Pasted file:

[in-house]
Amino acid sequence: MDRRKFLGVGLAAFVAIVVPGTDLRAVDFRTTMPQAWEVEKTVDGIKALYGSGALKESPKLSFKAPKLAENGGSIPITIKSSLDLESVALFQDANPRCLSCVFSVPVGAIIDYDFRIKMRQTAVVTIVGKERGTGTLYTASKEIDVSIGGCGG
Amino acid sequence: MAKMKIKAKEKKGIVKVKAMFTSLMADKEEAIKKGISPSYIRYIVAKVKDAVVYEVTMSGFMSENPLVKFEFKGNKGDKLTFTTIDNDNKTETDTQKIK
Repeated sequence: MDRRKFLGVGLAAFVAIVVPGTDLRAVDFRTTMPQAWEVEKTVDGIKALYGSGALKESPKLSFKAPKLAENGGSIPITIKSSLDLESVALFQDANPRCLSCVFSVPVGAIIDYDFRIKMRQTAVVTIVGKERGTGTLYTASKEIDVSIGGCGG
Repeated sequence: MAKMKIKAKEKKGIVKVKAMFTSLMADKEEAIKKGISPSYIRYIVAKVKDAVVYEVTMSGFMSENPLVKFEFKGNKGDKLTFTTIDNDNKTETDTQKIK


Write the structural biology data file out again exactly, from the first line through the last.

[in-house]
Amino acid sequence: MDRRKFLGVGLAAFVAIVVPGTDLRAVDFRTTMPQAWEVEKTVDGIKALYGSGALKESPKLSFKAPKLAENGGSIPITIKSSLDLESVALFQDANPRCLSCVFSVPVGAIIDYDFRIKMRQTAVVTIVGKERGTGTLYTASKEIDVSIGGCGG
Amino acid sequence: MAKMKIKAKEKKGIVKVKAMFTSLMADKEEAIKKGISPSYIRYIVAKVKDAVVYEVTMSGFMSENPLVKFEFKGNKGDKLTFTTIDNDNKTETDTQKIK
Repeated sequence: MDRRKFLGVGLAAFVAIVVPGTDLRAVDFRTTMPQAWEVEKTVDGIKALYGSGALKESPKLSFKAPKLAENGGSIPITIKSSLDLESVALFQDANPRCLSCVFSVPVGAIIDYDFRIKMRQTAVVTIVGKERGTGTLYTASKEIDVSIGGCGG
Repeated sequence: MAKMKIKAKEKKGIVKVKAMFTSLMADKEEAIKKGISPSYIRYIVAKVKDAVVYEVTMSGFMSENPLVKFEFKGNKGDKLTFTTIDNDNKTETDTQKIK